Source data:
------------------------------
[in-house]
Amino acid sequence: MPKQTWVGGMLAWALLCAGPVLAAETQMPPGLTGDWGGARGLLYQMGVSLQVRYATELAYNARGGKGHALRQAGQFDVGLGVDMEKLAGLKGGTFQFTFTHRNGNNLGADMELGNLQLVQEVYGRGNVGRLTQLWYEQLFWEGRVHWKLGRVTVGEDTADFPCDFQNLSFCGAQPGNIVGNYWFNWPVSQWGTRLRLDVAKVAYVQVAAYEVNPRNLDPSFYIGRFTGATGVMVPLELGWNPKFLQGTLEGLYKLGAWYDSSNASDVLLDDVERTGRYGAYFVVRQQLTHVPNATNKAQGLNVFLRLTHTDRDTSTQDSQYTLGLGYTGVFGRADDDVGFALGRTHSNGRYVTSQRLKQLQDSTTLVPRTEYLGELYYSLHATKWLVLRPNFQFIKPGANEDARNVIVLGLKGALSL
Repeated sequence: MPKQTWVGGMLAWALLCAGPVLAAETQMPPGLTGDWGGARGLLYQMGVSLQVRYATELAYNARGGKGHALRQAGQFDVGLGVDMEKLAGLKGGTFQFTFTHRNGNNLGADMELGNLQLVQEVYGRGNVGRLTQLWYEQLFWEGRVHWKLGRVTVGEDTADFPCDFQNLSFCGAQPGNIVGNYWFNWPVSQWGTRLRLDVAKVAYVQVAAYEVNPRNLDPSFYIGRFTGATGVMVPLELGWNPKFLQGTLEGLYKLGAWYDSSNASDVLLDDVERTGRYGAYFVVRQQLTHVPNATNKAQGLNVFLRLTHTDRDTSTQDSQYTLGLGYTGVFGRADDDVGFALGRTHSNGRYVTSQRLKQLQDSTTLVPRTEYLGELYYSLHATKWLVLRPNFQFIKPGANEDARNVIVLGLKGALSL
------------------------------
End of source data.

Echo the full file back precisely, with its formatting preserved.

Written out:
[in-house]
Amino acid sequence: MPKQTWVGGMLAWALLCAGPVLAAETQMPPGLTGDWGGARGLLYQMGVSLQVRYATELAYNARGGKGHALRQAGQFDVGLGVDMEKLAGLKGGTFQFTFTHRNGNNLGADMELGNLQLVQEVYGRGNVGRLTQLWYEQLFWEGRVHWKLGRVTVGEDTADFPCDFQNLSFCGAQPGNIVGNYWFNWPVSQWGTRLRLDVAKVAYVQVAAYEVNPRNLDPSFYIGRFTGATGVMVPLELGWNPKFLQGTLEGLYKLGAWYDSSNASDVLLDDVERTGRYGAYFVVRQQLTHVPNATNKAQGLNVFLRLTHTDRDTSTQDSQYTLGLGYTGVFGRADDDVGFALGRTHSNGRYVTSQRLKQLQDSTTLVPRTEYLGELYYSLHATKWLVLRPNFQFIKPGANEDARNVIVLGLKGALSL
Repeated sequence: MPKQTWVGGMLAWALLCAGPVLAAETQMPPGLTGDWGGARGLLYQMGVSLQVRYATELAYNARGGKGHALRQAGQFDVGLGVDMEKLAGLKGGTFQFTFTHRNGNNLGADMELGNLQLVQEVYGRGNVGRLTQLWYEQLFWEGRVHWKLGRVTVGEDTADFPCDFQNLSFCGAQPGNIVGNYWFNWPVSQWGTRLRLDVAKVAYVQVAAYEVNPRNLDPSFYIGRFTGATGVMVPLELGWNPKFLQGTLEGLYKLGAWYDSSNASDVLLDDVERTGRYGAYFVVRQQLTHVPNATNKAQGLNVFLRLTHTDRDTSTQDSQYTLGLGYTGVFGRADDDVGFALGRTHSNGRYVTSQRLKQLQDSTTLVPRTEYLGELYYSLHATKWLVLRPNFQFIKPGANEDARNVIVLGLKGALSL